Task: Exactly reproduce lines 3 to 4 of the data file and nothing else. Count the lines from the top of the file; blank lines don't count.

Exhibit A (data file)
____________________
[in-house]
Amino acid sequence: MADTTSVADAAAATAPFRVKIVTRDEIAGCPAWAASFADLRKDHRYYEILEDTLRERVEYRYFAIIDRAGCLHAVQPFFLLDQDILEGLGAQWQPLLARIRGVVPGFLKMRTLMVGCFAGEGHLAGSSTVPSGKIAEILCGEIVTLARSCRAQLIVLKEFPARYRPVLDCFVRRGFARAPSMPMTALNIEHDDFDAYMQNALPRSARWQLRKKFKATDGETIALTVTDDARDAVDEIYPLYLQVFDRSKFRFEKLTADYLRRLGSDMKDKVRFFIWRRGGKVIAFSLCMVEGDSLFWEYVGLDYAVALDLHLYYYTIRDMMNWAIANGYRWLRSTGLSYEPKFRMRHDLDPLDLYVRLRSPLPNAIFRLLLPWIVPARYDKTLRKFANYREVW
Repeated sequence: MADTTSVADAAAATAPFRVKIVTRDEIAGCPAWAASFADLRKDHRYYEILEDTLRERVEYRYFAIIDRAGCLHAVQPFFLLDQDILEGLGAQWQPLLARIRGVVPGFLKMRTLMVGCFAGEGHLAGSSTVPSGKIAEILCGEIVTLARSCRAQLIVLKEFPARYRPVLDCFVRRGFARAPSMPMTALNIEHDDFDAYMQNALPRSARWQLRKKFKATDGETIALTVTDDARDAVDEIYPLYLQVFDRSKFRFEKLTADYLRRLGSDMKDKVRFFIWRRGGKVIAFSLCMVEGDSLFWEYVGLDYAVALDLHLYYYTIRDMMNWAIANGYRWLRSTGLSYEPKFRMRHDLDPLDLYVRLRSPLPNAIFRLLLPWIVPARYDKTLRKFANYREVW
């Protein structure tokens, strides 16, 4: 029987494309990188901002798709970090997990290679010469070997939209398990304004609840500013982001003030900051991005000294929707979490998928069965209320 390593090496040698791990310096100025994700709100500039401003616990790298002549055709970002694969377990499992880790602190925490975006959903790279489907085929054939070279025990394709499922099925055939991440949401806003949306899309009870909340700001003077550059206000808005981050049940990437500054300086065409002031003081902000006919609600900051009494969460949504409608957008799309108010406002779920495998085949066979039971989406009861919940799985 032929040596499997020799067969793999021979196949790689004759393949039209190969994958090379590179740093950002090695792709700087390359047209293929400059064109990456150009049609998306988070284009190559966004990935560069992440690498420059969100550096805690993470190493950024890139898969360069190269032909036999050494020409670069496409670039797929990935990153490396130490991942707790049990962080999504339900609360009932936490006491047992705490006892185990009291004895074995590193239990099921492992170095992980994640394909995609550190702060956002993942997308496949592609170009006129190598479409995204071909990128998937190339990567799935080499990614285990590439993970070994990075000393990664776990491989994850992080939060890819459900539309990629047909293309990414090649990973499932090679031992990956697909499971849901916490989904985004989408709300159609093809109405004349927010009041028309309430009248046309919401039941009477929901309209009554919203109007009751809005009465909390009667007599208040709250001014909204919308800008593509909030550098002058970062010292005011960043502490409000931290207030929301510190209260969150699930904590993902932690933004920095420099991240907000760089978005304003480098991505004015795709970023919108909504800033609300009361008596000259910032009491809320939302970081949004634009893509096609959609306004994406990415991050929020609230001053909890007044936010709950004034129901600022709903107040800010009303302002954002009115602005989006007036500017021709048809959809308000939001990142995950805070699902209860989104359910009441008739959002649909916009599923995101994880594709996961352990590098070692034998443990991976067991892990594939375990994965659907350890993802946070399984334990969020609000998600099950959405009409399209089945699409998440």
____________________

Repeated sequence: MADTTSVADAAAATAPFRVKIVTRDEIAGCPAWAASFADLRKDHRYYEILEDTLRERVEYRYFAIIDRAGCLHAVQPFFLLDQDILEGLGAQWQPLLARIRGVVPGFLKMRTLMVGCFAGEGHLAGSSTVPSGKIAEILCGEIVTLARSCRAQLIVLKEFPARYRPVLDCFVRRGFARAPSMPMTALNIEHDDFDAYMQNALPRSARWQLRKKFKATDGETIALTVTDDARDAVDEIYPLYLQVFDRSKFRFEKLTADYLRRLGSDMKDKVRFFIWRRGGKVIAFSLCMVEGDSLFWEYVGLDYAVALDLHLYYYTIRDMMNWAIANGYRWLRSTGLSYEPKFRMRHDLDPLDLYVRLRSPLPNAIFRLLLPWIVPARYDKTLRKFANYREVW
């Protein structure tokens, strides 16, 4: 029987494309990188901002798709970090997990290679010469070997939209398990304004609840500013982001003030900051991005000294929707979490998928069965209320 390593090496040698791990310096100025994700709100500039401003616990790298002549055709970002694969377990499992880790602190925490975006959903790279489907085929054939070279025990394709499922099925055939991440949401806003949306899309009870909340700001003077550059206000808005981050049940990437500054300086065409002031003081902000006919609600900051009494969460949504409608957008799309108010406002779920495998085949066979039971989406009861919940799985 032929040596499997020799067969793999021979196949790689004759393949039209190969994958090379590179740093950002090695792709700087390359047209293929400059064109990456150009049609998306988070284009190559966004990935560069992440690498420059969100550096805690993470190493950024890139898969360069190269032909036999050494020409670069496409670039797929990935990153490396130490991942707790049990962080999504339900609360009932936490006491047992705490006892185990009291004895074995590193239990099921492992170095992980994640394909995609550190702060956002993942997308496949592609170009006129190598479409995204071909990128998937190339990567799935080499990614285990590439993970070994990075000393990664776990491989994850992080939060890819459900539309990629047909293309990414090649990973499932090679031992990956697909499971849901916490989904985004989408709300159609093809109405004349927010009041028309309430009248046309919401039941009477929901309209009554919203109007009751809005009465909390009667007599208040709250001014909204919308800008593509909030550098002058970062010292005011960043502490409000931290207030929301510190209260969150699930904590993902932690933004920095420099991240907000760089978005304003480098991505004015795709970023919108909504800033609300009361008596000259910032009491809320939302970081949004634009893509096609959609306004994406990415991050929020609230001053909890007044936010709950004034129901600022709903107040800010009303302002954002009115602005989006007036500017021709048809959809308000939001990142995950805070699902209860989104359910009441008739959002649909916009599923995101994880594709996961352990590098070692034998443990991976067991892990594939375990994965659907350890993802946070399984334990969020609000998600099950959405009409399209089945699409998440």